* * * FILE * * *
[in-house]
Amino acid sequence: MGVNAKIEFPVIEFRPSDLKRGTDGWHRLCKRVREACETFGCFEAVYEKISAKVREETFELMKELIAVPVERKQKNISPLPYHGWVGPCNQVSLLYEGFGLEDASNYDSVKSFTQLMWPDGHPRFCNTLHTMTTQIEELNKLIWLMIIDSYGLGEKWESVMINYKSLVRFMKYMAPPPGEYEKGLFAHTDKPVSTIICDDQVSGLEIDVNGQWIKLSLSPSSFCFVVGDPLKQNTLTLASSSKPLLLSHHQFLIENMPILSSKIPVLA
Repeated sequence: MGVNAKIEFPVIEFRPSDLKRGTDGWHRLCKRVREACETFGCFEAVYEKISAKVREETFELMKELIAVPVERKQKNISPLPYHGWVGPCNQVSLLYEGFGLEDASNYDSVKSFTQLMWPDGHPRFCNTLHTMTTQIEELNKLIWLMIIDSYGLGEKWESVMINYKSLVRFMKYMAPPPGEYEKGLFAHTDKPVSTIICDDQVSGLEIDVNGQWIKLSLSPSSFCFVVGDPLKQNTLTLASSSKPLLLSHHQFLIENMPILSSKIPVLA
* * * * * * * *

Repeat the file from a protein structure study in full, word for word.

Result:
[in-house]
Amino acid sequence: MGVNAKIEFPVIEFRPSDLKRGTDGWHRLCKRVREACETFGCFEAVYEKISAKVREETFELMKELIAVPVERKQKNISPLPYHGWVGPCNQVSLLYEGFGLEDASNYDSVKSFTQLMWPDGHPRFCNTLHTMTTQIEELNKLIWLMIIDSYGLGEKWESVMINYKSLVRFMKYMAPPPGEYEKGLFAHTDKPVSTIICDDQVSGLEIDVNGQWIKLSLSPSSFCFVVGDPLKQNTLTLASSSKPLLLSHHQFLIENMPILSSKIPVLA
Repeated sequence: MGVNAKIEFPVIEFRPSDLKRGTDGWHRLCKRVREACETFGCFEAVYEKISAKVREETFELMKELIAVPVERKQKNISPLPYHGWVGPCNQVSLLYEGFGLEDASNYDSVKSFTQLMWPDGHPRFCNTLHTMTTQIEELNKLIWLMIIDSYGLGEKWESVMINYKSLVRFMKYMAPPPGEYEKGLFAHTDKPVSTIICDDQVSGLEIDVNGQWIKLSLSPSSFCFVVGDPLKQNTLTLASSSKPLLLSHHQFLIENMPILSSKIPVLA